Risk of obstructive sleep apnea and traffic accidents among male bus drivers in Ecuador: Is there a significant relationship?

Document Type



Paediatrics and Child Health


Background: Obstructive sleep apnea (OSA) represents an important occupational health concern in the transportation industry, affecting a substantial percentage of transportation operators. Our study aims to determine the frequency of individuals at high risk of obstructive sleep apnea, and excessive daytime sleepiness, as well as any potential association between these conditions and traffic accidents among a sample of Ecuadorian bus drivers.
Methods: We conducted a cross-sectional study involving 340 commercial bus drivers from Ecuador. Descriptive statistics were used to determine frequency and proportions for demographic and clinical variables. A Kendall's tau-b was performed to ascertain the relationship between the STOP-Bang score towards the Epworth Sleepiness Scale (ESS) score and the number of accidents and near accidents.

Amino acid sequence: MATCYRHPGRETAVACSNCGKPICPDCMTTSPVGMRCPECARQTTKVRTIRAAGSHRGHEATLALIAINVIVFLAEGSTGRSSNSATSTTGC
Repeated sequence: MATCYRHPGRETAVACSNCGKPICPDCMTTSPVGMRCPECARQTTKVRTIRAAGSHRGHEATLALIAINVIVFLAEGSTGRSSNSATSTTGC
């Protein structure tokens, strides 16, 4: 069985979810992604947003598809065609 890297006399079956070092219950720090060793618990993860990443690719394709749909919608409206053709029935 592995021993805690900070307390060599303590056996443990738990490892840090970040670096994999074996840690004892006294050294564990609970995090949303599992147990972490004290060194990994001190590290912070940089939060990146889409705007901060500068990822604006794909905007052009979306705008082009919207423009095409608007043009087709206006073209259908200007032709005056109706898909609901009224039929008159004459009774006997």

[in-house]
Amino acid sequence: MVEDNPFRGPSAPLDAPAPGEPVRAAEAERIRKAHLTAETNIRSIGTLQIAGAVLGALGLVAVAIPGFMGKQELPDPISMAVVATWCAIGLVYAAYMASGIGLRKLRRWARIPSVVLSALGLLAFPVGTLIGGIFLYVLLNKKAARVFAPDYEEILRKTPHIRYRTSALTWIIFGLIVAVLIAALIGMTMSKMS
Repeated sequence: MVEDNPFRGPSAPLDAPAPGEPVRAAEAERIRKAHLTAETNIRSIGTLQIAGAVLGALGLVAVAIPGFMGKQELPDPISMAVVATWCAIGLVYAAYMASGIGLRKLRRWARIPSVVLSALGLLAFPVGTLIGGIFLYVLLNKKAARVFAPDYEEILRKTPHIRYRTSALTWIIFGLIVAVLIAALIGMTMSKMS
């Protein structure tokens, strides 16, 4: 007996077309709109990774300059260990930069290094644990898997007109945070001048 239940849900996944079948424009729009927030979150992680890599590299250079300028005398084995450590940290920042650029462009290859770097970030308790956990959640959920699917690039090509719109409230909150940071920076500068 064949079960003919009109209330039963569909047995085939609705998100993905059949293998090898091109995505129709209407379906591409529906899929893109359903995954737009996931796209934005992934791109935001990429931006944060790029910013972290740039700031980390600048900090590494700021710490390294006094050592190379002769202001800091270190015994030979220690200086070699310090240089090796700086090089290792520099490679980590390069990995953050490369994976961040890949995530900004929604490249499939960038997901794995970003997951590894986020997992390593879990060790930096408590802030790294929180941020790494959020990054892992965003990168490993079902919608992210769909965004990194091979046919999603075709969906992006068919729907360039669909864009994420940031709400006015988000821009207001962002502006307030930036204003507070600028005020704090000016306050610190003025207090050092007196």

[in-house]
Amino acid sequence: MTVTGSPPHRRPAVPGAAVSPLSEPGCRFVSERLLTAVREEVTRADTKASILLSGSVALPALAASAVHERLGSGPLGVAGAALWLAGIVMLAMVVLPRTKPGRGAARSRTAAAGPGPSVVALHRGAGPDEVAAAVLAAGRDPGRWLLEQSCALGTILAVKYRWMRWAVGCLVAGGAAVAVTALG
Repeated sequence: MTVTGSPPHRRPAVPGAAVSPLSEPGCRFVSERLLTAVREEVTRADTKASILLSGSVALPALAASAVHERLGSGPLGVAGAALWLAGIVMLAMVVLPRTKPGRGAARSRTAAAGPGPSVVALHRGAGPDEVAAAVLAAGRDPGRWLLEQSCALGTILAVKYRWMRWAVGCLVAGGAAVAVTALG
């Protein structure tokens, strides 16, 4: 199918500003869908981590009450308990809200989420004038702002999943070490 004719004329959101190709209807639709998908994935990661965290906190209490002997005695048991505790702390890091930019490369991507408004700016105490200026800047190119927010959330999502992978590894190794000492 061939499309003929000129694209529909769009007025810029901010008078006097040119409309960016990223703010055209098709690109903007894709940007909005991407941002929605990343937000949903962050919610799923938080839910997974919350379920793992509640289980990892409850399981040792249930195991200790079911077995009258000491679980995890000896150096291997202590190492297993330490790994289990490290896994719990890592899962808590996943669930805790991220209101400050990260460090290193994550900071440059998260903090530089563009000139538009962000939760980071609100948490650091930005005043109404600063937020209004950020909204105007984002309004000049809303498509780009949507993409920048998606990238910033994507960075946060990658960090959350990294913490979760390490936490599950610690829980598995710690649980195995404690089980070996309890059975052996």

Results: In general, 18.5% (n = 63) of participants were found to be at high-risk for OSA. There was a weak positive correlation between STOP-Bang score and ESS score (τb = 0.244, p = .000). We also found a statistically significant, although negligible, correlation between the STOP-Bang score and the number of accidents (τb = 0.096, p = .039) and near accidents (τb = 0.120, p = .008).
Conclusion: Our results suggest that a considerable proportion of Ecuadorian bus drivers were at high-risk for obstructive sleep apnea. Higher STOP-Bang scores were correlated with an increased number of accidents and near accidents. Additional studies are needed to determine whether additional interventions could increase road safety by taking care of undiagnosed and untreated OSA cases in a timely manner.


Issue, and pagination are not provided by the author/publisher

Publication (Name of Journal)

Annals of Medicine and Surgery

Creative Commons License

Creative Commons Attribution 4.0 International License
This work is licensed under a Creative Commons Attribution 4.0 International License.